- a combination pill containing estrogen and progestin
- a progestin-only pill
Milk supply: Estrogen, in particular, has been linked to low milk supply in nursing mums. There may be a slight drop in milk supply a few days after taking the morning-after pill, but milk levels should rebound thereafter.
Safety: The morning after pill is considered compatible with breastfeeding, but should only be used rarely. Not the first choice for routine birth control, it should be used only as a last resort (whether breastfeeding or not). Both progestin and estrogen are considered compatible with breastfeeding by the AAP.
Milk supply: As noted above, hormonal birth control pills (particularly those containing estrogen) have the potential to decrease milk supply, sometimes dramatically.
Effects on baby: There have been no adverse reports of side effects to the baby. Children whose mothers used hormonal birth control while nursing have been followed as late as 17 years of age. The exception to this is the very young baby – less than 6 weeks old. There may be some concern about the baby’s immature liver being able to metabolize the hormones passed through the milk well enough.
Any hormonal birth control may cause fussiness in the baby (not reported in the literature but often anecdotally by mothers). This may be due to the hormones causing a minimal decrease in the protein/nitrogen/lactose content of the milk. Some mothers have reported marked improvement in their baby’s degree of fussiness once they come off hormonal birth control.
Effects on mother: If you had gestational diabetes during pregnancy, talk to your doctor about the safety of using the mini-pill while breastfeeding. A 1998 study conducted at the University of Southern California School of Medicine in Los Angeles (Kjos SL, et al. Contraception and the risk of type 2 diabetes mellitus in Latina women with prior gestational diabetes mellitus. JAMA. 1998 Aug 12;280(6):533-8.) indicated that for certain women, taking the mini-pill while breastfeeding may increase the risk of chronic, non-insulin-dependent diabetes. This study of more than 900 Latinas found that those who had been diagnosed with gestational diabetes and then took mini-pills while breastfeeding had an almost threefold risk of developing type II diabetes within a year, compared with those who used different contraception. This study concentrated on Hispanic women, and thus it is not clear whether the results can be applied to all ethnic groups. Other, smaller studies on the mini-pill did not show any increased rates of diabetes, so more research in needed on this subject.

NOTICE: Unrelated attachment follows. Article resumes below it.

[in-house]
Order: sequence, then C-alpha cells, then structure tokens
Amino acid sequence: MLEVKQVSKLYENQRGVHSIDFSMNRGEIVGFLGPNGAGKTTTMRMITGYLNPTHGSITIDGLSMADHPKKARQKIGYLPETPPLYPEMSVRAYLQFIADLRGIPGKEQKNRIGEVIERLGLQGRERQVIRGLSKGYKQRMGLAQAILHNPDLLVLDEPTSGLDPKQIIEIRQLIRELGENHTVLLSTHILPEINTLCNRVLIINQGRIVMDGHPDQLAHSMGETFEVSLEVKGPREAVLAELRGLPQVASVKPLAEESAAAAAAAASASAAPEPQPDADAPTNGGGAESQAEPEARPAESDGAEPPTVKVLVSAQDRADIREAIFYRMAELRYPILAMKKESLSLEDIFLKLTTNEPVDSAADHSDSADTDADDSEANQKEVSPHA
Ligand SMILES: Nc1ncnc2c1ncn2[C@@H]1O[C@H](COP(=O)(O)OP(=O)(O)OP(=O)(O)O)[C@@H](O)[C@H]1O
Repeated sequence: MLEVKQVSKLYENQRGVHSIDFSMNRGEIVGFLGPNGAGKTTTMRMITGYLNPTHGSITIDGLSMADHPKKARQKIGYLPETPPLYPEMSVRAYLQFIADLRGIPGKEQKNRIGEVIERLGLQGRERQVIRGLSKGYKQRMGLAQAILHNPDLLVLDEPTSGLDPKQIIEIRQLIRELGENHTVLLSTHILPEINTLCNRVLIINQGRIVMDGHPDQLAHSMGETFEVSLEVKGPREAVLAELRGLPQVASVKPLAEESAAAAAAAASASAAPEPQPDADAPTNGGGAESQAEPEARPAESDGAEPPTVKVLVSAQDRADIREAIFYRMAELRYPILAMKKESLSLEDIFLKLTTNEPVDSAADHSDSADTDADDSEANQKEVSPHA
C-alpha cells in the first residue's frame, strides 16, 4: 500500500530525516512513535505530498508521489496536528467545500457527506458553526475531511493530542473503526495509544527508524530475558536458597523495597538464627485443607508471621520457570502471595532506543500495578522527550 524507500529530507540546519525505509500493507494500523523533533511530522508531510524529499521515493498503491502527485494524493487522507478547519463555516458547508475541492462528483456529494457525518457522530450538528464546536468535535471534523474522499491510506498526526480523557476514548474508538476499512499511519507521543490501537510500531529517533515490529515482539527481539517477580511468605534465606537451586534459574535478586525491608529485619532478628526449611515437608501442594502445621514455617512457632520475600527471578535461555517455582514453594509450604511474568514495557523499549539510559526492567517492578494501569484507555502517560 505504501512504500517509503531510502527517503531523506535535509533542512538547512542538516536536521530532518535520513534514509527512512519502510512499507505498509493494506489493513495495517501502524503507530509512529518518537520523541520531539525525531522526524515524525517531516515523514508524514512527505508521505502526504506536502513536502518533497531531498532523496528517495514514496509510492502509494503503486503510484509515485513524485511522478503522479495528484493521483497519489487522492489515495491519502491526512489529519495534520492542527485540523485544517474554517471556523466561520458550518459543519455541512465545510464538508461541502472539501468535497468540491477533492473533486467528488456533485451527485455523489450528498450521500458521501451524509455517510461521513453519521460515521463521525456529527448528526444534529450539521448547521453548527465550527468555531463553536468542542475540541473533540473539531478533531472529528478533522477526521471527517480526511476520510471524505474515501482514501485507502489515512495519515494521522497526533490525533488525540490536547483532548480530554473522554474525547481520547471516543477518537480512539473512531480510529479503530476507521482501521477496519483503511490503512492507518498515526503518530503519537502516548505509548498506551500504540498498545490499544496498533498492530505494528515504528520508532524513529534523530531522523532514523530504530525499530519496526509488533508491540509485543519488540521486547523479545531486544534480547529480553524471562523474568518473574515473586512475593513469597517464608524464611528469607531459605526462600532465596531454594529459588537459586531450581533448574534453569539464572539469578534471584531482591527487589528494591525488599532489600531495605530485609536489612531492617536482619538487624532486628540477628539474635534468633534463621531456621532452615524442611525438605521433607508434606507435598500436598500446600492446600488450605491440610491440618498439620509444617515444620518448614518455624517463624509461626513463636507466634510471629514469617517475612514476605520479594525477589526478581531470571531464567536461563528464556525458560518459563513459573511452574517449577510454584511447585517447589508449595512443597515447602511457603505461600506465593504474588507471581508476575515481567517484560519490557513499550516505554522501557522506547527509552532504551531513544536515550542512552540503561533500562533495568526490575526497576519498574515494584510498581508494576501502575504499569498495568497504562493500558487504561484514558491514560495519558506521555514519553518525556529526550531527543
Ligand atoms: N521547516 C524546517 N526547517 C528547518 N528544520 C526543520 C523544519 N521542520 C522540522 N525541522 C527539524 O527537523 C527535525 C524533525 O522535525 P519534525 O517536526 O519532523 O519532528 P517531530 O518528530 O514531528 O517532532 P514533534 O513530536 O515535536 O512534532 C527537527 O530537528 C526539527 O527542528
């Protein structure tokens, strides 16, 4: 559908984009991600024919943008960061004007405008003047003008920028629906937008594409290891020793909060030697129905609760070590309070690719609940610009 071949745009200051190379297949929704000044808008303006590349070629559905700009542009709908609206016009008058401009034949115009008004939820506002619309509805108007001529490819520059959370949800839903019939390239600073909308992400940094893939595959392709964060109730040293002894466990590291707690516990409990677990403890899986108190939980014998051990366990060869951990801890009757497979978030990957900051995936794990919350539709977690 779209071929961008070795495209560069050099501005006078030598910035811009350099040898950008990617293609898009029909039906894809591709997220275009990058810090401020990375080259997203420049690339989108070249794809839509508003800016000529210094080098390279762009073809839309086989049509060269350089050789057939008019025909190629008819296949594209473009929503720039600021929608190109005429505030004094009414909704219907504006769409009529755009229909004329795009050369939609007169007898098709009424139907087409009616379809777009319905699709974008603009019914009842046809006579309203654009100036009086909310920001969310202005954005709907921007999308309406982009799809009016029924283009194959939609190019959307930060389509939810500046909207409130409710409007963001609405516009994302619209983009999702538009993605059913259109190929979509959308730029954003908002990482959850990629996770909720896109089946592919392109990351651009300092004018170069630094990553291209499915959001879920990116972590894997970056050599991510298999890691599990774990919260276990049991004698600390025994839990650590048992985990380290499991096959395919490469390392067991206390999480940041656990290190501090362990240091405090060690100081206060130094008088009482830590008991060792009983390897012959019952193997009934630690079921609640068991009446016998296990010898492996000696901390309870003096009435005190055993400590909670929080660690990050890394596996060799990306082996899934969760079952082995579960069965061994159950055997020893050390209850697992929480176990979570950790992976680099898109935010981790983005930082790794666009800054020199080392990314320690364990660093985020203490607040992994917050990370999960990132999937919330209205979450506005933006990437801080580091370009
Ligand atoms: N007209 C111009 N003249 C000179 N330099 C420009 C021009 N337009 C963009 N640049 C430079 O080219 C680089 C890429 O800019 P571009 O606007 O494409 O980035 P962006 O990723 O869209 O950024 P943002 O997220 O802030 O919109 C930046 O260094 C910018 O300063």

- Use any hormonal type of birth control with caution (particularly the forms that contain estrogen).
- Use as low a dose as possible.
- If you experience supply problems (or if baby’s weight gain slows more than expected or stops) and are using any type of hormonal birth control, it’s a good idea to discontinue using it for a time and see if your supply rebounds as a result
Expert advice from: